A large part of the hearing focused on whether the rush to get the bridge rebuilt would jeopardize quality. Lawmakers wanted to know if MnDOT was thinking long term -- in particular, would the project be flexible enough to last the 100 years it's designed for.
There was also the concern about safety. Sen. Kathy Saltzman, DFL-Woodbury, asked how MnDOT can expect to rebuild the I-35W bridge by the end of next year, when the I-494 bridge in her district has seen several delays.
"If we can't build a bridge in three to five years, why do we think we can do it now in overdrive?" Saltzman asked.
Others pushed to make the bridge more than a workaday replacement for the fallen span, with a memorial to the victims and the capacity to carry future light-rail trains - even if the state has to pay extra.
"If it was up to us, we'd write a big ol' check and we'd send you out of here with $500 million," said Senate Transportation Committee Chairman Steve Murphy, DFL-Red Wing.
It was the Legislature's first bridge hearing since the Aug. 1 collapse. The room was packed, the faces of three dozen committee members were grave, and the meeting began with a moment of silence for the victims.
It's safe to say that lawmakers and the public will analyze every portion of the bridge rebuild. It may, in fact, be the most scrutinized transportation project in the state's history. That's because of the factors surrounding the bridge collapse and the rapid timeline set to complete the project.
Minnesota isn't the first state to set an ambitious timeline. Minnesota Public Radio News spoke with transportation officials in five states that have worked on, or are working on, accelerated bridge projects. Like the I-35W bridge, all of the projects were heavily scrutinized and heavily traveled.
I refer to the Department of Transportation as LST -- 'Large Slow Target.'”Wayne Brown, transportation official in Mississippi
Hassan Astaneh, a professor of structural engineering at the University of California Berkeley, says accelerated construction is becoming more standardized in the country.
"Most major bridge construction companies are now getting the jobs because they have been able to develop the technology for accelerated construction, and come in with bids that they are going to do the job but they are going to do it faster," said Astaneh.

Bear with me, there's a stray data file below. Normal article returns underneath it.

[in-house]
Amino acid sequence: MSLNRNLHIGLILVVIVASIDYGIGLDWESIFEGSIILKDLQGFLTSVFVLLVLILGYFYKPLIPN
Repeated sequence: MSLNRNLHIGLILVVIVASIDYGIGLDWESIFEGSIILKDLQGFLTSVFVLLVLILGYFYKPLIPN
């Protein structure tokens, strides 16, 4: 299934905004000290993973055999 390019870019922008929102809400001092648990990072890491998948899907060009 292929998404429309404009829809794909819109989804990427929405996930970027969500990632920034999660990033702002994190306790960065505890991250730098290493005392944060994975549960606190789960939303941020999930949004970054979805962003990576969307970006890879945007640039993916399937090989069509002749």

Ananth Prasad, chief engineer for the Florida Department of Transportation, says he has no doubt that Minnesota could finish the I-35W bridge by the end of next year.
Prasad says his department has worked on several accelerated bridge projects, most notably the I-10 bridge near Pensacola. That two-and-a-half-mile bridge was destroyed by Hurricane Ivan in 2004.
Prasad says he wouldn't expect many problems with the I-35W bridge rebuild, as long as MnDOT has their best team in place.
"It's going to be typical bridge construction challenges that you run into," said Prasad. "When a typical process takes 30 to 45 days to review shop drawings and review calculations, obviously here you have to do it more quickly."
Mississippi and Louisiana also worked on accelerated bridge projects after Hurricane Katrina hit the Gulf Coast in 2005. The hurricane destroyed two major bridges along highway 90 in southern Mississippi.
At first, Mississippi officials thought building the bridges quickly was most important.
"I thought I had the easiest job in the world," said Wayne Brown, southern district transportation commissioner in Mississippi. "There's a road that runs from Jacksonville, Florida to El Paso, Texas. Two bridges fell down. Let's build them back."
But Brown learned that rebuilding the two bridges wasn't that easy. He said he was surprised by the tremendous amount of public controversy over the rebuild over issues like the design, the aesthetics, even the size of the bridge.
"I found out the community wanted a great deal of input into it," said Brown. "And you got those areas out there on the side -- I don't mean to call them fringe -- but you have such differing ideas on how it ought to be done. I refer to the Department of Transportation as LST -- 'Large Slow Target.'"
Brown says he learned early on that it was important to get local units of government to sign on to the project. Without that, he says cities and counties can delay the project by not providing municipal consent.
Louisiana is building a new bridge to replace the five-and-a-half-mile bridge over Lake Pontchartrain. Mark Lambert with the Louisiana Department of Transportation and Development said they were able to salvage one of the two spans of the original bridge, and get traffic running again in 28 days.
Lambert said they were able to re-establish traffic by using portions of the other bridge span. As a result of the repairs, Lambert said bridge inspectors have to inspect the bridge every day, and close the bridge several times a month to do maintenance work.
"We've received a lot of complaints about the maintenance schedule, because it obviously impacts traffic. But since the I-35W bridge collapse, we haven't received any complaints about our inspection schedule," Lambert noted.
All of the transportation officials said an incentive package was also an important part of their reconstruction projects.
MnDOT says it plans to offer incentives to get the project done on time, but hasn't provided specifics.
At Wednesday's hearing, a MnDOT official said he's talked to all five teams of contractors who want to do the project. He said they assured him that they are capable of getting the project done by the end of 2008.